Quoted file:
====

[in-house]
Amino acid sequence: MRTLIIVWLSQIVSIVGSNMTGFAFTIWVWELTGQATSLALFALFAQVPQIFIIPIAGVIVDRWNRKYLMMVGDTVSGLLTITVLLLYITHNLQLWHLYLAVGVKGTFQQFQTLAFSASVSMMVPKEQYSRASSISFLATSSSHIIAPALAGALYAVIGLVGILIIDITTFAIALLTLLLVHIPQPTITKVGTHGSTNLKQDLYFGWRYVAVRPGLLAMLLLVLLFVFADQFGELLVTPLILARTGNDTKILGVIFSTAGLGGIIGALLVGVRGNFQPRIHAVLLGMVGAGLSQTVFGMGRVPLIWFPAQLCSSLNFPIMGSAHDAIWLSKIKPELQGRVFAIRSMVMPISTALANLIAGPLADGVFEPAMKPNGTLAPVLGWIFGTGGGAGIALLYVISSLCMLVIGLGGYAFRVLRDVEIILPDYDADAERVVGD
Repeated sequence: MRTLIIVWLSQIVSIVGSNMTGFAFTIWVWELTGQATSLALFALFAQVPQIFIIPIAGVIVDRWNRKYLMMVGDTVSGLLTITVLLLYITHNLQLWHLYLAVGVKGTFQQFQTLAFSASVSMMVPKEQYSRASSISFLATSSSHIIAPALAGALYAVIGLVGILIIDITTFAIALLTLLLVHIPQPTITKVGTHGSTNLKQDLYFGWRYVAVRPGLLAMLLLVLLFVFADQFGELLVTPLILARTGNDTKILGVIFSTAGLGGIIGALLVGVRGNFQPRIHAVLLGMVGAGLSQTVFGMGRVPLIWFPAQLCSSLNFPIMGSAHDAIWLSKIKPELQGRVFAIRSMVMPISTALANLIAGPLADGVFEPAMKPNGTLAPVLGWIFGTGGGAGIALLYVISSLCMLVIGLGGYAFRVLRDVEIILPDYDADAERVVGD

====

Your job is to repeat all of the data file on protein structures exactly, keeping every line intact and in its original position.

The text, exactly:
[in-house]
Amino acid sequence: MRTLIIVWLSQIVSIVGSNMTGFAFTIWVWELTGQATSLALFALFAQVPQIFIIPIAGVIVDRWNRKYLMMVGDTVSGLLTITVLLLYITHNLQLWHLYLAVGVKGTFQQFQTLAFSASVSMMVPKEQYSRASSISFLATSSSHIIAPALAGALYAVIGLVGILIIDITTFAIALLTLLLVHIPQPTITKVGTHGSTNLKQDLYFGWRYVAVRPGLLAMLLLVLLFVFADQFGELLVTPLILARTGNDTKILGVIFSTAGLGGIIGALLVGVRGNFQPRIHAVLLGMVGAGLSQTVFGMGRVPLIWFPAQLCSSLNFPIMGSAHDAIWLSKIKPELQGRVFAIRSMVMPISTALANLIAGPLADGVFEPAMKPNGTLAPVLGWIFGTGGGAGIALLYVISSLCMLVIGLGGYAFRVLRDVEIILPDYDADAERVVGD
Repeated sequence: MRTLIIVWLSQIVSIVGSNMTGFAFTIWVWELTGQATSLALFALFAQVPQIFIIPIAGVIVDRWNRKYLMMVGDTVSGLLTITVLLLYITHNLQLWHLYLAVGVKGTFQQFQTLAFSASVSMMVPKEQYSRASSISFLATSSSHIIAPALAGALYAVIGLVGILIIDITTFAIALLTLLLVHIPQPTITKVGTHGSTNLKQDLYFGWRYVAVRPGLLAMLLLVLLFVFADQFGELLVTPLILARTGNDTKILGVIFSTAGLGGIIGALLVGVRGNFQPRIHAVLLGMVGAGLSQTVFGMGRVPLIWFPAQLCSSLNFPIMGSAHDAIWLSKIKPELQGRVFAIRSMVMPISTALANLIAGPLADGVFEPAMKPNGTLAPVLGWIFGTGGGAGIALLYVISSLCMLVIGLGGYAFRVLRDVEIILPDYDADAERVVGD